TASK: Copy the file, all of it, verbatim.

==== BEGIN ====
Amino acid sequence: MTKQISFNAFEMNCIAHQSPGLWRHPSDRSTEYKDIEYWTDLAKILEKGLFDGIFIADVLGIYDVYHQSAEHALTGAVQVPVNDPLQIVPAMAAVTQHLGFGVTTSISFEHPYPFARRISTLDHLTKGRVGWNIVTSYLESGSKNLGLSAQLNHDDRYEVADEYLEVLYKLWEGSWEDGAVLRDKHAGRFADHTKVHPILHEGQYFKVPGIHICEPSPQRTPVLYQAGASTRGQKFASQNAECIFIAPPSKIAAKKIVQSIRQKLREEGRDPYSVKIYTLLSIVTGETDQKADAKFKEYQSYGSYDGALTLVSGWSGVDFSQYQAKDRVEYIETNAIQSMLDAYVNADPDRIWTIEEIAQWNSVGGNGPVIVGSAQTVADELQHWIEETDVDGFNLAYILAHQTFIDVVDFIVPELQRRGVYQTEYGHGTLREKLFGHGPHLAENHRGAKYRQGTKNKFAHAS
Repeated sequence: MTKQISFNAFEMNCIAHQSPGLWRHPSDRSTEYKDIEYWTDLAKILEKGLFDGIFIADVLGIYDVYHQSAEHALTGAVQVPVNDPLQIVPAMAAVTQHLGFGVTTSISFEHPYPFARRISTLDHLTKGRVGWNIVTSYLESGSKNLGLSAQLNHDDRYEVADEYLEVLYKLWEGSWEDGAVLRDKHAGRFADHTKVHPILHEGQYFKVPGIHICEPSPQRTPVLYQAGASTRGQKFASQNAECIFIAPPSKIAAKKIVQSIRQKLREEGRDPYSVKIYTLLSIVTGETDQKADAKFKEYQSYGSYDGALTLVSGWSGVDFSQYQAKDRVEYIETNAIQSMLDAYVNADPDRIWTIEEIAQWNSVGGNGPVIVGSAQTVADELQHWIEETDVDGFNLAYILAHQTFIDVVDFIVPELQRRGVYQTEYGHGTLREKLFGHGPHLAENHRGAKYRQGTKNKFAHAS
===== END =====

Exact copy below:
Amino acid sequence: MTKQISFNAFEMNCIAHQSPGLWRHPSDRSTEYKDIEYWTDLAKILEKGLFDGIFIADVLGIYDVYHQSAEHALTGAVQVPVNDPLQIVPAMAAVTQHLGFGVTTSISFEHPYPFARRISTLDHLTKGRVGWNIVTSYLESGSKNLGLSAQLNHDDRYEVADEYLEVLYKLWEGSWEDGAVLRDKHAGRFADHTKVHPILHEGQYFKVPGIHICEPSPQRTPVLYQAGASTRGQKFASQNAECIFIAPPSKIAAKKIVQSIRQKLREEGRDPYSVKIYTLLSIVTGETDQKADAKFKEYQSYGSYDGALTLVSGWSGVDFSQYQAKDRVEYIETNAIQSMLDAYVNADPDRIWTIEEIAQWNSVGGNGPVIVGSAQTVADELQHWIEETDVDGFNLAYILAHQTFIDVVDFIVPELQRRGVYQTEYGHGTLREKLFGHGPHLAENHRGAKYRQGTKNKFAHAS
Repeated sequence: MTKQISFNAFEMNCIAHQSPGLWRHPSDRSTEYKDIEYWTDLAKILEKGLFDGIFIADVLGIYDVYHQSAEHALTGAVQVPVNDPLQIVPAMAAVTQHLGFGVTTSISFEHPYPFARRISTLDHLTKGRVGWNIVTSYLESGSKNLGLSAQLNHDDRYEVADEYLEVLYKLWEGSWEDGAVLRDKHAGRFADHTKVHPILHEGQYFKVPGIHICEPSPQRTPVLYQAGASTRGQKFASQNAECIFIAPPSKIAAKKIVQSIRQKLREEGRDPYSVKIYTLLSIVTGETDQKADAKFKEYQSYGSYDGALTLVSGWSGVDFSQYQAKDRVEYIETNAIQSMLDAYVNADPDRIWTIEEIAQWNSVGGNGPVIVGSAQTVADELQHWIEETDVDGFNLAYILAHQTFIDVVDFIVPELQRRGVYQTEYGHGTLREKLFGHGPHLAENHRGAKYRQGTKNKFAHAS